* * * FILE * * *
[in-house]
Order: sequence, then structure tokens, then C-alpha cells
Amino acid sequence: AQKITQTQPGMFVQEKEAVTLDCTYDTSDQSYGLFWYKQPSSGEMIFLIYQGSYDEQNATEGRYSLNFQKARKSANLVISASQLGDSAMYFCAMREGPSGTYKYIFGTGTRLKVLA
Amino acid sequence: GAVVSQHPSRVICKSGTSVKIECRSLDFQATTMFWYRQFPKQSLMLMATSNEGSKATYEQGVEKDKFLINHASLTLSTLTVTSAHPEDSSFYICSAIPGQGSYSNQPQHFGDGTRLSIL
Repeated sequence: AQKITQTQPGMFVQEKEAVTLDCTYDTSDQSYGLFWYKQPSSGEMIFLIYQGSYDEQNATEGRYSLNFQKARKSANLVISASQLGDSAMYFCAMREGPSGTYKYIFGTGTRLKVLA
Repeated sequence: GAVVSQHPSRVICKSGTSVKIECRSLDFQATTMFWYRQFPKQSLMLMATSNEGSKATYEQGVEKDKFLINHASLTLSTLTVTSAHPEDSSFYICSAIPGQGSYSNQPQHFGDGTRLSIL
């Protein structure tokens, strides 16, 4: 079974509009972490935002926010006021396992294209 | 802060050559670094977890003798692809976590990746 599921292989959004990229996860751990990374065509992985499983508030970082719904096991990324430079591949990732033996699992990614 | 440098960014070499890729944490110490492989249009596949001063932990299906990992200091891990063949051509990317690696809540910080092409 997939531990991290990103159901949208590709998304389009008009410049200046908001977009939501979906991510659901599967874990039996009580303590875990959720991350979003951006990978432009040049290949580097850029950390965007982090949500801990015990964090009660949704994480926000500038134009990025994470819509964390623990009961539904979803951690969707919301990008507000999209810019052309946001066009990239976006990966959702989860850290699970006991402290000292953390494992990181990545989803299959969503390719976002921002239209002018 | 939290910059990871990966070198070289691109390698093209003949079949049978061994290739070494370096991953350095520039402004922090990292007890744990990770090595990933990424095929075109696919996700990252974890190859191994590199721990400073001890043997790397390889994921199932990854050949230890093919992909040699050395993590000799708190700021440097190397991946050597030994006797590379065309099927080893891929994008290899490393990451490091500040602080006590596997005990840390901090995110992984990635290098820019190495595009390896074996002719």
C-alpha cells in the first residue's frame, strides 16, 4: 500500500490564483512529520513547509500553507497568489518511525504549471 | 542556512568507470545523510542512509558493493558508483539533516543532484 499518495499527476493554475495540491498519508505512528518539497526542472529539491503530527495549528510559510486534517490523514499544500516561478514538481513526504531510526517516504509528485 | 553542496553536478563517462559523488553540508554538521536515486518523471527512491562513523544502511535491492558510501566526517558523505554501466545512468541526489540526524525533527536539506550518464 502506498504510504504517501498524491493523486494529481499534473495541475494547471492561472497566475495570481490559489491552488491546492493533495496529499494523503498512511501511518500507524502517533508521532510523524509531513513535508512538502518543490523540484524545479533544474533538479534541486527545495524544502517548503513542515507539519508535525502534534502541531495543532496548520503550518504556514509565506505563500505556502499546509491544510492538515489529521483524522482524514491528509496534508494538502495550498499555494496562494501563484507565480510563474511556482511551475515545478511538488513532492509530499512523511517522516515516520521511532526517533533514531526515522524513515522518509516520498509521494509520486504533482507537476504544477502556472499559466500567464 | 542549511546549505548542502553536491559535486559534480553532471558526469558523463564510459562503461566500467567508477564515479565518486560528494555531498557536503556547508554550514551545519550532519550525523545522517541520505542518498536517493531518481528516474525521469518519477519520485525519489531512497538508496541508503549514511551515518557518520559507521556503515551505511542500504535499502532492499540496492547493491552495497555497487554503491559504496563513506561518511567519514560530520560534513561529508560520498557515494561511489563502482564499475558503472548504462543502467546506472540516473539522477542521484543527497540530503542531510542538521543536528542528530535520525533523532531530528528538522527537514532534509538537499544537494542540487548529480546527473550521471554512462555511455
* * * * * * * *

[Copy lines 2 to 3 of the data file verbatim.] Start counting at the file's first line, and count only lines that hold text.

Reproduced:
Order: sequence, then structure tokens, then C-alpha cells
Amino acid sequence: AQKITQTQPGMFVQEKEAVTLDCTYDTSDQSYGLFWYKQPSSGEMIFLIYQGSYDEQNATEGRYSLNFQKARKSANLVISASQLGDSAMYFCAMREGPSGTYKYIFGTGTRLKVLA